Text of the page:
In 1977, Michelle Triola Marvin, the live-in girlfriend of Oscar-winning actor Lee Marvin, sued the star of The Dirty Dozen for support after their non-marital relationship ended. Her demand for payment was dubbed “palimony,” a clever conjunction of pal and alimony. (The erstwhile Ms. Triola legally assumed the Marvin surname even though the couple never married.)
In the case of Marvin v. Marvin, a court had awarded the plaintiff $104,000 for rehabilitative support. The California Supreme Court overturned the award, ruling that Ms. Marvin could only prevail if she could prove the existence of a contract with Mr. Marvin that gave her an interest in his property. Having failed to prove a contract, she could only take from the household what she had brought to it. Though the Court denied Ms. Marvin’s claim, the case established the precedent for enforcing non-marital relationship contracts, whether express or implied, oral or written. Marvin thus laid the legal groundwork for palimony claims based on contract.
Does the Evidence Support the Idea of a Contract?
Under Marvin, Madix must base her claim for part ownership of the restaurants on a contract. A party would usually support a contract claim by presenting evidence of financial participation. For this, Madix would have to show that she:
- Contributed funds to the purchase
- Made loan or rental payments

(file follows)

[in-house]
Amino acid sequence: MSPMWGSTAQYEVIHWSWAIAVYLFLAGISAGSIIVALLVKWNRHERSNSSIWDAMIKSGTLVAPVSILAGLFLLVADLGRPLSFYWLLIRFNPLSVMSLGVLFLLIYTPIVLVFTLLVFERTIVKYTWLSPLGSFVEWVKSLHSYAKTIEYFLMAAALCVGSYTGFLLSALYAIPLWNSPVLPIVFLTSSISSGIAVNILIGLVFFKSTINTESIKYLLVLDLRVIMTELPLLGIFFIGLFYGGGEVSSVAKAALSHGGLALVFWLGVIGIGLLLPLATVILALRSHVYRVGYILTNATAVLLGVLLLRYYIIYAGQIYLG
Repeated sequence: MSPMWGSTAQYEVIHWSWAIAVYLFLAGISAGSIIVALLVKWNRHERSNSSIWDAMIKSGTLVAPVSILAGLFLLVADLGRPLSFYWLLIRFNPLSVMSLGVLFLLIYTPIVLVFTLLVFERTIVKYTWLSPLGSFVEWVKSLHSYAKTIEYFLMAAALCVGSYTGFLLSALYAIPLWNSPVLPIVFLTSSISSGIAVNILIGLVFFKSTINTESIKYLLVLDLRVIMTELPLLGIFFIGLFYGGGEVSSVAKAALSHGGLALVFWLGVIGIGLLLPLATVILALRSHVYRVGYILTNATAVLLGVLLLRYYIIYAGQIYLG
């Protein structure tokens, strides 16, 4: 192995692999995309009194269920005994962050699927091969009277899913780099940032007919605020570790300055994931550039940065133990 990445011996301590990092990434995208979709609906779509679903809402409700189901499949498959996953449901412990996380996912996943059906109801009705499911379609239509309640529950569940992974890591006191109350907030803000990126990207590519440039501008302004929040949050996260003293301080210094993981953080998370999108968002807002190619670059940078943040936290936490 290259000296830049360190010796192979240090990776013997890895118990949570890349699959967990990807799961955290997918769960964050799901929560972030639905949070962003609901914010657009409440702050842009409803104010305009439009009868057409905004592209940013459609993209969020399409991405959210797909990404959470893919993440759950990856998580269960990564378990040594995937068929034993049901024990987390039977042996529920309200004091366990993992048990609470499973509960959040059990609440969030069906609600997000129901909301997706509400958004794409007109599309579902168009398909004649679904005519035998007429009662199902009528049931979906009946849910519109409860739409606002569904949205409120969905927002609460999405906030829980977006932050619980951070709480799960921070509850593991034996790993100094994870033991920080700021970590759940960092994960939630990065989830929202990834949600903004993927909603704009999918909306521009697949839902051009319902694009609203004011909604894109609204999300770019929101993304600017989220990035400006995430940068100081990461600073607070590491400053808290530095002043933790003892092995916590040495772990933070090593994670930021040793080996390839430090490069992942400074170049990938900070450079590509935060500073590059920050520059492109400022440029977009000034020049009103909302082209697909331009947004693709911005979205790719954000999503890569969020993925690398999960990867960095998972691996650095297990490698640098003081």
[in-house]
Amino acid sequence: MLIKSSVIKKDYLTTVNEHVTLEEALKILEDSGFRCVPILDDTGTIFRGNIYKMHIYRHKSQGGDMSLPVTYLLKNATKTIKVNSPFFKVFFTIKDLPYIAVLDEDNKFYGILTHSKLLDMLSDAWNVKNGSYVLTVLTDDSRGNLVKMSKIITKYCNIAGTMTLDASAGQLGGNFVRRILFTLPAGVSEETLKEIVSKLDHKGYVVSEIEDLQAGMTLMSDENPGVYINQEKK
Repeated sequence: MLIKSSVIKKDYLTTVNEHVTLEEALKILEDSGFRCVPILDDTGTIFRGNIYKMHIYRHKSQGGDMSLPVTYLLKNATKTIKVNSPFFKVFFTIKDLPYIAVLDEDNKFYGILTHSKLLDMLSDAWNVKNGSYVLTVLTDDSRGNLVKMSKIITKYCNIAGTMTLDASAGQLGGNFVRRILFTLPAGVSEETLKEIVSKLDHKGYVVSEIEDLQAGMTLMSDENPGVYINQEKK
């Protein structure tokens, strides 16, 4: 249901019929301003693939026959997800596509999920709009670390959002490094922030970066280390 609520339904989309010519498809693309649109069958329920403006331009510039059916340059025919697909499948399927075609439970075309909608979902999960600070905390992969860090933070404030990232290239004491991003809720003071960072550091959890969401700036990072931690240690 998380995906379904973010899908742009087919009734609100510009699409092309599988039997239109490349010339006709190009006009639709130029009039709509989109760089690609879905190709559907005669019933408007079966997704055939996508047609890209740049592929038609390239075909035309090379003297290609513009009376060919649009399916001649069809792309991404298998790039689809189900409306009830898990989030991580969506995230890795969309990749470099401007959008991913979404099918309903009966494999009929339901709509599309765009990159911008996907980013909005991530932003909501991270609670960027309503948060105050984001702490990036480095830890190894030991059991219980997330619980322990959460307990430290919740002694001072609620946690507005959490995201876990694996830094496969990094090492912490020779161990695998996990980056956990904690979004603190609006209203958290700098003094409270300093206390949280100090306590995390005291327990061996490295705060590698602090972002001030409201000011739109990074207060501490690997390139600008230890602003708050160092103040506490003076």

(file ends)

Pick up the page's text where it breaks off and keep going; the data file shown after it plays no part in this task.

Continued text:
- Paid for remodeling or maintenance
There are other forms of consideration Madix might have paid to establish a contract with Sandoval. Madix could have made “in kind” contributions, promoting the restaurants.
Consider the following facts:
- Madix and Sandoval appeared in a TV show that promoted their real-life exploits
- The show presented Madix and Sandoval as a couple, and their relationship was a driver of fan interest in the show
- The owner of the show’s centerpiece restaurant invested in a restaurant owned by Sandoval
- The show promoted Sandoval’s career as a restauranteur
Under these facts, Madix might argue that she actively participated in the promotion of Sandoval’s restaurants. As an actress, her performance in promotions is a professional contribution to the business, for which she was not directly compensated. Given their relationship at the time, Madix benefited from the restaurant’s success and surely had an expectation of future benefits.
It seems indisputable that Madix was participating in a marketing campaign aimed at building Sandoval’s restaurants for their mutual benefit. Would a court construe that the couple had formed a contract? Much slimmer cases have found their way to court, so we shall see.
Takeaways for Unmarried Individuals
Anyone who foregoes marriage in favor of a long-term nonmarital relationship must understand they are passing up automatic legal protections. This is fine, as long as they take the steps to establish their rights by contract. This can be done with a cohabitation property agreement. This type of legal contract allows the parties to determine how they will divide property acquired during the relationship if the relationship ends or if one of the partners dies.
As far as business endeavors go, each party’s participation and compensation should be committed to writing. When two people are living together, it’s quite easy for one to make uncompensated contributions to a startup enterprise. Then, when the business takes off, those material contributions are easily forgotten. If the relationship ends, a paramour who contributed mightily to a startup’s success might have no recourse under the law. You don’t want to find yourself in this situation.